Consumer Preferences for Food Irradiation: How Favorable and Unfavorable Descriptions Affect Preferences for Irradiated Pork in Experimental Auctions
Experimental auctions were used to examine the effects of alternative descriptions of food irradiation on willingness-to-pay for a pork sandwich irradiated to control Trichinella. As expected, a favorable description of irradiation increased willingness-to-pay, and an unfavorable description decreased willingness-to-pay. Notably, when subjects were given both the pro- and anti-irradiation descriptions, the negative description dominated and willingness-to-pay decreased. This was true even though the source of the negative information was identified as being a consumer advocacy group and the information itself was written in a manner that was non-scientific. If this is a widespread phenomenon, the process provides those who make inaccurate claims about new technologies a greater incentive than would otherwise be the case. Keywords: food safety, risk, auctions, irradiation, information, bidding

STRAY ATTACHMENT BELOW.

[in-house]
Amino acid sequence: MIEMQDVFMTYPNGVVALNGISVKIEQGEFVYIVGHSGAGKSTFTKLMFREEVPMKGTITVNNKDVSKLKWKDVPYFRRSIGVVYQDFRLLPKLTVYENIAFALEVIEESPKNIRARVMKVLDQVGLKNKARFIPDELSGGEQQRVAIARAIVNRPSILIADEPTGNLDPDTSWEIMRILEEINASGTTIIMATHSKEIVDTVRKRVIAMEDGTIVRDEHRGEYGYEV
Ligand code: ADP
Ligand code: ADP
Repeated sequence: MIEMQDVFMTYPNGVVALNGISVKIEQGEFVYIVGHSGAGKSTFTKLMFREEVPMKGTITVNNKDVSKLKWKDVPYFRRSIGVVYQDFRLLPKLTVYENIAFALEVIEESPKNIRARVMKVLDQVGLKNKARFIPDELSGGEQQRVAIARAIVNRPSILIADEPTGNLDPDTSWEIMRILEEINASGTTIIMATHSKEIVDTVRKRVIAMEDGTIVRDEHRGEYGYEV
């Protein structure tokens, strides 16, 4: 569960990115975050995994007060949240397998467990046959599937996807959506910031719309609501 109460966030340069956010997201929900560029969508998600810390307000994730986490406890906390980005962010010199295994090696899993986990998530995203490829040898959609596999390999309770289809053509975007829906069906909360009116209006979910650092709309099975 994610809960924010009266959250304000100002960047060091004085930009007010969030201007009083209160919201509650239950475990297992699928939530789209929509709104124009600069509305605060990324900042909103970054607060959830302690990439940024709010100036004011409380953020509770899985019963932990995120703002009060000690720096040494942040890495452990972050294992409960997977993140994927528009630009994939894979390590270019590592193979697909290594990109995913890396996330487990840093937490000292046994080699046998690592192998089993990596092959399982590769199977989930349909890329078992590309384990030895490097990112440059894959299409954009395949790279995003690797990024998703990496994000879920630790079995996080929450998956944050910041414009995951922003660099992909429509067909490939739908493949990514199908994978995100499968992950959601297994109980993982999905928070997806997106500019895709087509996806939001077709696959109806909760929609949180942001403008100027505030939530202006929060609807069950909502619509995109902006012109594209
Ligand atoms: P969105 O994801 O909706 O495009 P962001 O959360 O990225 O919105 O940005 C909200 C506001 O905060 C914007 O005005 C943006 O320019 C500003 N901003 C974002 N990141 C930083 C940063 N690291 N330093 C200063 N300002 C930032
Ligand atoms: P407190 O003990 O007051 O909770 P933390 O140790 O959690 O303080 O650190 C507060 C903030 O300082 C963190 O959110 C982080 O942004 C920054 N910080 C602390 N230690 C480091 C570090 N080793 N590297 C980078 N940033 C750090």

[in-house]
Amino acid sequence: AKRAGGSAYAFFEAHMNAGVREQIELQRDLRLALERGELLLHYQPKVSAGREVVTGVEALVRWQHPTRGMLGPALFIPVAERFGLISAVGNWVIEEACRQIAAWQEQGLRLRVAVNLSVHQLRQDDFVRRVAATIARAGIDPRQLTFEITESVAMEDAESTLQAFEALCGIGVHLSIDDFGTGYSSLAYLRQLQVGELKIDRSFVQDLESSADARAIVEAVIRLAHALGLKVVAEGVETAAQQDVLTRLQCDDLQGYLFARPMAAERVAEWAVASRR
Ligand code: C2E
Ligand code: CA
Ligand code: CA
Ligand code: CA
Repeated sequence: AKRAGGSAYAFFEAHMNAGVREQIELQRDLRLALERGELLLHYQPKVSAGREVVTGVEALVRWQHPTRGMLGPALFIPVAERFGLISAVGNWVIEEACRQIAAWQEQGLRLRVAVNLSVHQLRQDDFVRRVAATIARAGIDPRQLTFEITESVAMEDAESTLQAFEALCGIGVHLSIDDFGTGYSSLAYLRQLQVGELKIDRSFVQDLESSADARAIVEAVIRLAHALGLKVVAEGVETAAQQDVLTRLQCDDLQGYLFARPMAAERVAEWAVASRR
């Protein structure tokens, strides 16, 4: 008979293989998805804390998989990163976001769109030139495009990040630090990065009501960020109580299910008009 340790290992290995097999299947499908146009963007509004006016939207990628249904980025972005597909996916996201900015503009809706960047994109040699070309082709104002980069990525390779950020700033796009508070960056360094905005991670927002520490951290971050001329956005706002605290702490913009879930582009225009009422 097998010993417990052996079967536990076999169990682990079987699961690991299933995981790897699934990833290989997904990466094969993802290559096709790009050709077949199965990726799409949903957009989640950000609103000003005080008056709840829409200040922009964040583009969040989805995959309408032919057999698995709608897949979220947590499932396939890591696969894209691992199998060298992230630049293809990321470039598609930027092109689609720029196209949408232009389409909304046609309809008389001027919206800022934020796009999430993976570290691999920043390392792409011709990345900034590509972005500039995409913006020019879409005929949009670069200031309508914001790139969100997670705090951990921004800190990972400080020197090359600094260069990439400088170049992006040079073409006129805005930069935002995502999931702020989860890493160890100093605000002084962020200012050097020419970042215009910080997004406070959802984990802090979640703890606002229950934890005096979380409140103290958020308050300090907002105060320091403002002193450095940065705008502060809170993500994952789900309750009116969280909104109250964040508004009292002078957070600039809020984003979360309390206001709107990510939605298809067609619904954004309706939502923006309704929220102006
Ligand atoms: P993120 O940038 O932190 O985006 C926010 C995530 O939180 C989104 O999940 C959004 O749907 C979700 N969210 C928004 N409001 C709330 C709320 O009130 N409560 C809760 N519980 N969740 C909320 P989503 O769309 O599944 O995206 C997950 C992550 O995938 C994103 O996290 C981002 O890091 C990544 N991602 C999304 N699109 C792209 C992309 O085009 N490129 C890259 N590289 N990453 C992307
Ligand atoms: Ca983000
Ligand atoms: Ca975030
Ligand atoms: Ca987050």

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|Date of creation:||01 Jan 2002|
|Date of revision:|
|Publication status:||Published in Journal of Risk and Uncertainty, January 2002, vol. 24 no. 1, pp. 75-95|
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